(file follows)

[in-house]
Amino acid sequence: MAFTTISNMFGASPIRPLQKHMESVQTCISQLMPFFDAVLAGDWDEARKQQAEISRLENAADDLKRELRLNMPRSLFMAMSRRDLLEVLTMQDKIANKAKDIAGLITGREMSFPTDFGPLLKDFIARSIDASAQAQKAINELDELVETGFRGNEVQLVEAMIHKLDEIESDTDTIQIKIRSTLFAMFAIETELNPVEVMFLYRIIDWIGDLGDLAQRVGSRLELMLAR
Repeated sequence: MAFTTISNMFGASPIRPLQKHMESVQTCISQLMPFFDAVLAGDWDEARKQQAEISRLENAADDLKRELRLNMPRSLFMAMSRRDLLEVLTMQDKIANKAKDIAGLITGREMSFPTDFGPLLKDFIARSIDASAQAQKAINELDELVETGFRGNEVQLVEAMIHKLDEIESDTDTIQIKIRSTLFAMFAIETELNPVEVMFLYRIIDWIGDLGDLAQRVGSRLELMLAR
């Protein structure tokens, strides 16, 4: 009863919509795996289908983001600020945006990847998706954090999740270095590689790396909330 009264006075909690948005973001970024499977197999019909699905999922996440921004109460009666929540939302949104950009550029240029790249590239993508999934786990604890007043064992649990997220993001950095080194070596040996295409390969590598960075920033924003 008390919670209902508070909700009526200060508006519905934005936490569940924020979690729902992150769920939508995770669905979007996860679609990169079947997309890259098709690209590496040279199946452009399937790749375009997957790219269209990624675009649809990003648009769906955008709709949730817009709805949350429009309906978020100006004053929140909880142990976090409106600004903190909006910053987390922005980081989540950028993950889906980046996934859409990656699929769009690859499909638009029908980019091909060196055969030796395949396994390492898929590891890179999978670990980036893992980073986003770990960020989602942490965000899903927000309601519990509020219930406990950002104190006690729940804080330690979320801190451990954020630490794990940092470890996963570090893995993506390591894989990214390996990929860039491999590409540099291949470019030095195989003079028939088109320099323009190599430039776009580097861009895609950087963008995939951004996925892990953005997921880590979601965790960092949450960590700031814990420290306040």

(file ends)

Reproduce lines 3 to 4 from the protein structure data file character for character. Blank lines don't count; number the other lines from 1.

Repeated sequence: MAFTTISNMFGASPIRPLQKHMESVQTCISQLMPFFDAVLAGDWDEARKQQAEISRLENAADDLKRELRLNMPRSLFMAMSRRDLLEVLTMQDKIANKAKDIAGLITGREMSFPTDFGPLLKDFIARSIDASAQAQKAINELDELVETGFRGNEVQLVEAMIHKLDEIESDTDTIQIKIRSTLFAMFAIETELNPVEVMFLYRIIDWIGDLGDLAQRVGSRLELMLAR
């Protein structure tokens, strides 16, 4: 009863919509795996289908983001600020945006990847998706954090999740270095590689790396909330 009264006075909690948005973001970024499977197999019909699905999922996440921004109460009666929540939302949104950009550029240029790249590239993508999934786990604890007043064992649990997220993001950095080194070596040996295409390969590598960075920033924003 008390919670209902508070909700009526200060508006519905934005936490569940924020979690729902992150769920939508995770669905979007996860679609990169079947997309890259098709690209590496040279199946452009399937790749375009997957790219269209990624675009649809990003648009769906955008709709949730817009709805949350429009309906978020100006004053929140909880142990976090409106600004903190909006910053987390922005980081989540950028993950889906980046996934859409990656699929769009690859499909638009029908980019091909060196055969030796395949396994390492898929590891890179999978670990980036893992980073986003770990960020989602942490965000899903927000309601519990509020219930406990950002104190006690729940804080330690979320801190451990954020630490794990940092470890996963570090893995993506390591894989990214390996990929860039491999590409540099291949470019030095195989003079028939088109320099323009190599430039776009580097861009895609950087963008995939951004996925892990953005997921880590979601965790960092949450960590700031814990420290306040």